Note from Jeff Shaw, founder of Out of Darkness: John Glisson is the founder and director of The Purity Report. I had the privilege of meeting with John recently and talking with him about his war on pornography. He offered some profound insights on what Scripture has to say about grace and godliness. I think you will be blessed immensely by his wisdom.
Just Say No – Part 1
By John Glisson
In the 1980’s, a campaign was launched by the First Lady, Nancy Reagan. It was called the “Just Say No” campaign, which was the battle cry of the U.S. “War on Drugs.” The major thrust was to educate Americans so that when the temptation to use drugs came along, they would “Just Say No!” The campaign had mixed results, and met with a lot of criticism. The criticism worsened when the “Just Say No” campaign was extended beyond drugs to violence and premarital sex.
This same sentiment is carried today by many Christians regarding pornography. If someone is struggling with pornography or sexual sin, the prescription often given is the struggler should just, “Stop it!” This advice, or lack thereof, leaves someone who is significantly trapped in an addiction to a powerful substance – their own brain chemicals released during porn use and orgasm, without practical counsel.
The perspective that those who struggle should, “Just stop it!” ignores clear biblical principles regarding sin, and how freedom from sin is secured and maintained in Jesus Christ.
“For the grace of God has appeared that offers salvation to all people. It [grace] teaches us to say “No” to ungodliness and worldly passions, and to live self-controlled, upright and godly lives in this present age.” – Titus 2:11-12 (NIV)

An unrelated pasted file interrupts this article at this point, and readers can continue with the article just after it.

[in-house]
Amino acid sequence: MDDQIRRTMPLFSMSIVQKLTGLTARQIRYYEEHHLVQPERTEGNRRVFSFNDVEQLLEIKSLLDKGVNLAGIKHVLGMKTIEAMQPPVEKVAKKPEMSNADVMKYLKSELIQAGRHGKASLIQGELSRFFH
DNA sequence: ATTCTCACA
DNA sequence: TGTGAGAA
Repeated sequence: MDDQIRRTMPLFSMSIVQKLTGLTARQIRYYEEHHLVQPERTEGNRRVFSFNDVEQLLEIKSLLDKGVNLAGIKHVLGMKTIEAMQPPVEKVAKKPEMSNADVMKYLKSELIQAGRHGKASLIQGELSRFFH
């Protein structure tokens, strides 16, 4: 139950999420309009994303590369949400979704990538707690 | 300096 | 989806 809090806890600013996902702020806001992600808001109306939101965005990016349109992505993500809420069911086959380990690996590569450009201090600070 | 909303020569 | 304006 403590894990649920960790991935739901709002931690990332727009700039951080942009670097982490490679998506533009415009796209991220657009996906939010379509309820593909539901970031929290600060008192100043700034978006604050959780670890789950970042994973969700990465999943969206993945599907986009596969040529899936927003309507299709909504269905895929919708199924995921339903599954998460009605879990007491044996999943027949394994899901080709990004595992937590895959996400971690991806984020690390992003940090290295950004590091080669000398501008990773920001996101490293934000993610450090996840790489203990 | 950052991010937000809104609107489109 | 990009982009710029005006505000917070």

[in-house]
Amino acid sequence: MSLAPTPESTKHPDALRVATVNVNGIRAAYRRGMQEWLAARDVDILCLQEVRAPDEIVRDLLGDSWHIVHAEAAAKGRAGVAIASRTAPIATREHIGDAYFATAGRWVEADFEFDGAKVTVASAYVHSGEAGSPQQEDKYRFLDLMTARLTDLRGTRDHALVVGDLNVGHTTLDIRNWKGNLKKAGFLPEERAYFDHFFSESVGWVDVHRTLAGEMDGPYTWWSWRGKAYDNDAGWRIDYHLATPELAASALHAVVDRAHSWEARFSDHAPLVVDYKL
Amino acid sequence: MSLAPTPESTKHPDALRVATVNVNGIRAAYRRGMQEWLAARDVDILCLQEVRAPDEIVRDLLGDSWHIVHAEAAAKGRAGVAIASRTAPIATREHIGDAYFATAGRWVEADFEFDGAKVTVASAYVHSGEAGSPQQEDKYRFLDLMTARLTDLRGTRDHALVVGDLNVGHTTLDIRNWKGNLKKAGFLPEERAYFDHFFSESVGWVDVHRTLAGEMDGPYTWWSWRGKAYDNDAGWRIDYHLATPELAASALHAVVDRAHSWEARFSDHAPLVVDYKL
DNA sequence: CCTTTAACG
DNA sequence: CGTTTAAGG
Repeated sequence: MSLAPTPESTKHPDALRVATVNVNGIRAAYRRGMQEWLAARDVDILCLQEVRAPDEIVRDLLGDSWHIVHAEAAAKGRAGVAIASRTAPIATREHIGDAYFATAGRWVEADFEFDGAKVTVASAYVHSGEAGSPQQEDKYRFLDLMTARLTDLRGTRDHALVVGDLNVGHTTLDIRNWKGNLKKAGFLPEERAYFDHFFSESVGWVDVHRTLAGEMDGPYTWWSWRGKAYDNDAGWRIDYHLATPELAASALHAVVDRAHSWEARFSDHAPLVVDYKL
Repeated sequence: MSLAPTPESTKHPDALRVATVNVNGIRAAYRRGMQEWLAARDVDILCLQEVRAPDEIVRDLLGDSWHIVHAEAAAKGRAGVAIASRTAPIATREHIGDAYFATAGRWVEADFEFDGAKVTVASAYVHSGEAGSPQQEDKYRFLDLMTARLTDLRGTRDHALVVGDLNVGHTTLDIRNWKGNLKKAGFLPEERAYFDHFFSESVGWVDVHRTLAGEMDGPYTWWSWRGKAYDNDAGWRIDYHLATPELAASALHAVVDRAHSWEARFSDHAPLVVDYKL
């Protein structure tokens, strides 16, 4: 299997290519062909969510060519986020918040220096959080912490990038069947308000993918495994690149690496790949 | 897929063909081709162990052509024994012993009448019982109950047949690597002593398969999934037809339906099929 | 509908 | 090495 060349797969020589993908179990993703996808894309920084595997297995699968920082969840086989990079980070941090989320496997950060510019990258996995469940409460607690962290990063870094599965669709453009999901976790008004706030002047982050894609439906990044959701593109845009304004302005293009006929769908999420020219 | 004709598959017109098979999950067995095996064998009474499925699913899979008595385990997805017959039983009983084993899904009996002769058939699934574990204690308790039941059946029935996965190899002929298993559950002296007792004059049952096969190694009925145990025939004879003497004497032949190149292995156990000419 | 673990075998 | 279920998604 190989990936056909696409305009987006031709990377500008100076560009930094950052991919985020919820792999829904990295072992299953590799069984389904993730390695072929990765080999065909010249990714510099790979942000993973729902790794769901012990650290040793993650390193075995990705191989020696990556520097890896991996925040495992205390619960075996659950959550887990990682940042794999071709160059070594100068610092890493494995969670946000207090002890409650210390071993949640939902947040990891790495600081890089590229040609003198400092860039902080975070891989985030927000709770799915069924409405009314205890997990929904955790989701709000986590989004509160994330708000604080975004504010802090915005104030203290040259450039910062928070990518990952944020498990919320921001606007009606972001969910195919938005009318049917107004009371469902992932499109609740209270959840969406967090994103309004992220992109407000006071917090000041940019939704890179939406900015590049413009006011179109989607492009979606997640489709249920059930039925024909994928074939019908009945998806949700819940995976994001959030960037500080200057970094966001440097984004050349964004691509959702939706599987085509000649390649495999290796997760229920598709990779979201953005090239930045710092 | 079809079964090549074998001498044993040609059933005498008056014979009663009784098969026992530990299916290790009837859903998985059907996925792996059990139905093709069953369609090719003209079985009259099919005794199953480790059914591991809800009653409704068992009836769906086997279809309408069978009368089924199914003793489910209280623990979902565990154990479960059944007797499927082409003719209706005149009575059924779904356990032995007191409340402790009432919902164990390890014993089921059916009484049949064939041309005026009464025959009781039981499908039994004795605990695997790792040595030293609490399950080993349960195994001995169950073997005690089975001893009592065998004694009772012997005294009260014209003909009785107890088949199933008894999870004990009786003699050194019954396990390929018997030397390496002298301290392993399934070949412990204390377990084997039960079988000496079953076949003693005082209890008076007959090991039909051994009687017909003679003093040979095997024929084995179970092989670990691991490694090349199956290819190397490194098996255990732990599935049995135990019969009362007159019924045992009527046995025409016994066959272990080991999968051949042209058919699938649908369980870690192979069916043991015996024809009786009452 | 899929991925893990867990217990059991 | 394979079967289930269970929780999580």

First and foremost, we need to understand that the power to say, “No” to ungodliness and worldly passions is not a simple force of will. It is instead a matter of grace. God offers his incredible grace, which teaches us to say, “No.” The ESV renders this phrase “teaches us to say no…” as “trains us to renounce…” The connotation is that a process of learning is involved as we are trained in our ability to resist the temptation to ungodly behavior and indulge in worldly passions.
But there is more…
The grace of God does not stop with simply enabling us to eliminate unwanted sinful behavior. Rather, it goes much further to empower us to live self-controlled, upright and godly lives! The picture here is not a life characterized by the constant struggle against sin, but instead a life marked by the freedom to control ourselves, walking in uprightness and godliness in the present.
So what gives? What makes it so hard to live in this grace that scripture promises so abundantly? If grace is what trains us to live an upright and godly life, how do I obtain that grace? Stay tuned for Part 2!